We are a month or so into the 2020 Baseball season, and of course baseball looks different right now than it ever has before. There’s been a lot written over the past few months about innovations and experiments Major League Baseball should try since this season will by necessity be so un-traditional, and we have seen a number of rule changes (some of which may not continue into 2021) as a result.
However, so far the Powers That Be have merely scratched the surface of what can be done to inject some fun and excitement into the game so many of us love. So what else can be done? So glad you asked!
No High Fives, so….
The Red Sox outfield in 2017-2018 performed a varying 5-second choreographed celebration routine in the outfield at the end of each win, and some people didn’t love it. I did, and I think we need more of this. NFL guys practically put on a Broadway show every time they score a touchdown, record a sack, or frankly, tackle a guy after a 5 yard completion. The unwritten rules of baseball have, since time immemorial, prohibited most on-field celebrating (lest the next batter gets plunked with a fastball in the ribs), and in 2020, when a guy hits a walk-off home run, social distancing doesn’t even permit the customary (and incredibly fun and entertaining for the home crowd) home-plate pile on. But we need SOMETHING. Let’s face it, every player’s daughter over the age of 7 is doing tik-tok dances 6 hours a day. I’m pretty sure these guys can come up with something good. I’m not looking to re-create Singin’ in the Rain (or even La-La Land), but somebody give Charli D’Amelio a call already.
Home bleachers setup
The fans are of course gone, so we are left with cardboard cut-outs of people sitting in the seats. Can’t we get a little imaginative here? If my team is facing a tough pitcher, is it really too much to ask that they fill the first row behind the catcher with some faces that might distract the guy? How about a picture of Christie Brinkley circa 1984? I know I would find that distracting. Or the cast of Game of Thrones? How’d you like to try to paint the outside corner while Cersei Lannister is glaring at you? And since baseball is a slower-paced game with lots of time in-between pitches, why not give the fans at home a challenge? Have a row of seats behind first base with different celebrities and you could spend half the game trying to figure out the connection between them. Like, all of Adam Duritz’ former girlfriends or everyone Donald Trump has called a loser (that might take more than a couple rows). I mean, the possibilities are endless.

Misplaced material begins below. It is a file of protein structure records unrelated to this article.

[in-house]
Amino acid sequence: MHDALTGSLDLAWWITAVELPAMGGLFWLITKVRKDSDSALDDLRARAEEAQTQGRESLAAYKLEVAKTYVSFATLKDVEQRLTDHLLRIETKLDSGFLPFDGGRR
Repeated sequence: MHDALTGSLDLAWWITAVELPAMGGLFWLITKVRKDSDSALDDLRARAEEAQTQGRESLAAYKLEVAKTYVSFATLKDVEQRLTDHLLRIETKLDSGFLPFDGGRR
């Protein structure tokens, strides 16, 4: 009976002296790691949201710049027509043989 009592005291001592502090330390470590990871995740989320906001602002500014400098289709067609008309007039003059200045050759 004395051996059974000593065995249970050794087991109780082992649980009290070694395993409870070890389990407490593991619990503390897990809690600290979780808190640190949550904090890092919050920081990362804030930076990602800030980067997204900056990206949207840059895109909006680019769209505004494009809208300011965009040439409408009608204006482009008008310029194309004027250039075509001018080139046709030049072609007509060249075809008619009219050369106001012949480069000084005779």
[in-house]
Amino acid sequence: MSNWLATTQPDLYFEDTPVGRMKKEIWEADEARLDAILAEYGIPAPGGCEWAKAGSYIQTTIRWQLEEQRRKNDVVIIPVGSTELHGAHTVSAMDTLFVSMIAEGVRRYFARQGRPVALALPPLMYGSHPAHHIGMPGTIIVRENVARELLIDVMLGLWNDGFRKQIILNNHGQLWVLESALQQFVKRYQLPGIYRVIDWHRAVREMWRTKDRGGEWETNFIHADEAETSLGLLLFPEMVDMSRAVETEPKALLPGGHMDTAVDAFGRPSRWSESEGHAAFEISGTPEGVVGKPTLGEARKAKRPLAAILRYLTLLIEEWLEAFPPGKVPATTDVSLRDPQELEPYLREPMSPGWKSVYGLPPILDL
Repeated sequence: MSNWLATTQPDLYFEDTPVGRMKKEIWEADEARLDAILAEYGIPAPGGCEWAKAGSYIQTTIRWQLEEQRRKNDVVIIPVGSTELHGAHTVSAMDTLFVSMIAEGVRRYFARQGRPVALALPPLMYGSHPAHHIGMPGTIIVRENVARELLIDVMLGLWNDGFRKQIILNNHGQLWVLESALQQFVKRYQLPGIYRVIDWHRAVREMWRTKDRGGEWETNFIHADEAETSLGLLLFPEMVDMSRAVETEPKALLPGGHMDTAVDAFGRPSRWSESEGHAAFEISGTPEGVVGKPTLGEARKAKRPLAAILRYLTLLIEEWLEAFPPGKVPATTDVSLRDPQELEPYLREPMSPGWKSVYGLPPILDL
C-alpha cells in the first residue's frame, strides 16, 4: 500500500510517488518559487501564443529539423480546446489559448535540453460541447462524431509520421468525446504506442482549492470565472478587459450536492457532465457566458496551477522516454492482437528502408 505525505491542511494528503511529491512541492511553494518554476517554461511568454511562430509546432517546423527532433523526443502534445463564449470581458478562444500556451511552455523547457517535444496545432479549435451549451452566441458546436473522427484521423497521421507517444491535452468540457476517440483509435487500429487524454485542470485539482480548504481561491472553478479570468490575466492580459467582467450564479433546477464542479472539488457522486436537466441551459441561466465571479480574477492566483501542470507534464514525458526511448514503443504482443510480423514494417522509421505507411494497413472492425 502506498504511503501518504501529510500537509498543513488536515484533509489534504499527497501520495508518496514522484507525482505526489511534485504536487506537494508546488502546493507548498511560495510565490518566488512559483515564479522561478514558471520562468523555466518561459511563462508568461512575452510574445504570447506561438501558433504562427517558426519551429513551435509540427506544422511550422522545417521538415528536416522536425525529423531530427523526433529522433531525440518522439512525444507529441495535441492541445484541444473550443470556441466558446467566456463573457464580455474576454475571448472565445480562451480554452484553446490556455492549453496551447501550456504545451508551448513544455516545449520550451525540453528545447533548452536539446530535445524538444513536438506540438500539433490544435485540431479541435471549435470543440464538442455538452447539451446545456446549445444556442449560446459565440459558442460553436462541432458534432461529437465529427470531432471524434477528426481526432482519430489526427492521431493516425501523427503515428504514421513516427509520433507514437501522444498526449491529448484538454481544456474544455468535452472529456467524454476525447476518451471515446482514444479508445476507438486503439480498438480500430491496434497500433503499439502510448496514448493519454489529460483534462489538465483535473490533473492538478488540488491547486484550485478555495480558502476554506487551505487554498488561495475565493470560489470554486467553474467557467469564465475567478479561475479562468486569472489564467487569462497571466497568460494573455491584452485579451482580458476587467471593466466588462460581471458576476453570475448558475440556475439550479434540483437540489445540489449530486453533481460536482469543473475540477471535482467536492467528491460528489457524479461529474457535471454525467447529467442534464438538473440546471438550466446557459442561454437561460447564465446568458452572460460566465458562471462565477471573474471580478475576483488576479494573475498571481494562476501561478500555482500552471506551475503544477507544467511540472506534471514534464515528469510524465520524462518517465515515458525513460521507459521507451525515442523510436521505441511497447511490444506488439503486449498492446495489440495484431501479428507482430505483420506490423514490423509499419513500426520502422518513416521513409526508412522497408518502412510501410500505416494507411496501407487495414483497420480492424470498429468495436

Pre-recorded fan insults
Let’s get creative here, people. Obviously, every team needs to pipe into their stadium the sounds of garbage-can banging for the Astros (Houston’s method for illegally stealing signs the last few years), as well as endless “Cheaters!” chants. When the Indians come to town, let’s hear some screams of “1948!,” which was the last time they won the World Series. For the Rangers, Mariners, Padres, Rockies, Rays and Brewers (all of which have never won a Fall Classic), hit ‘em with “Nineteen-Never!” Once at Fenway during a Mets-Red Sox game, I heard a guy calling Noah Syndegaard “Synde-Rella!” Now that’s just funny, especially since Noah/Thor has long blond hair. Even funnier was when the same guy disparaged Syndegaard for “eating his soup with a fahk!” That’s Bostonian for fork, by the way. If this one, fairly inebriated young man can come up with two gems like that in less than an hour, each team can surely come up with 10-20 barbs a game that will annoy the other side and make the home fans chuckle.
New-Age Stats Explanations
Look, thinking in baseball has evolved since the “old days,” which, if you’re my Dad, was the 1950’s, if you’re me, was the 1970’s, and if you’re a Millennial, was apparently some-time during the Obama administration. The rise of sabermetrics has forever changed the game in a myriad of ways, and while many fans have embraced this and found that the increased understanding of what makes a team win has enhanced and enriched our enjoyment of the sport, others have chosen to bury their heads in the sand and pretend that all critical thinking stopped once teams learned how to do a double-switch. I personally love the newer stats and silently groan to myself when someone tries to make a baseball argument using out-dated statistics like pitcher wins and RBI’s, but I know many fans roll their eyes when they hear about OPS+ and WARP. And most of this is because they don’t understand the new numbers. So let’s teach ‘em! Have someone with an upper-level knowledge of these stats and at least a modicum of communication skills sit in the announcers booth and every once in a while, throw in a relevant new-fangled statistic and explain WHY it improves the fans’ understanding of the game. If done right, older viewers might start to appreciate some of the brilliant work done by the top baseball minds of the last 20 years, and younger fans might find a whole new way of appreciating the sport. For a sport that has done a terrible job of growing its young fan base, that would help quite a bit.
Amazingly, there’s only 6 weeks or so left in the regular season, let’s get inspired and make this a season to remember! Isn’t the whole point of sports that it’s supposed to be fun? I seem to recall my little league coach telling me that once…
Commercial Real Estate Broker/Sports Fan
Staff writer at Six Feet Apart, commercial real estate broker for CBRE, Inc., and most importantly, a father of two.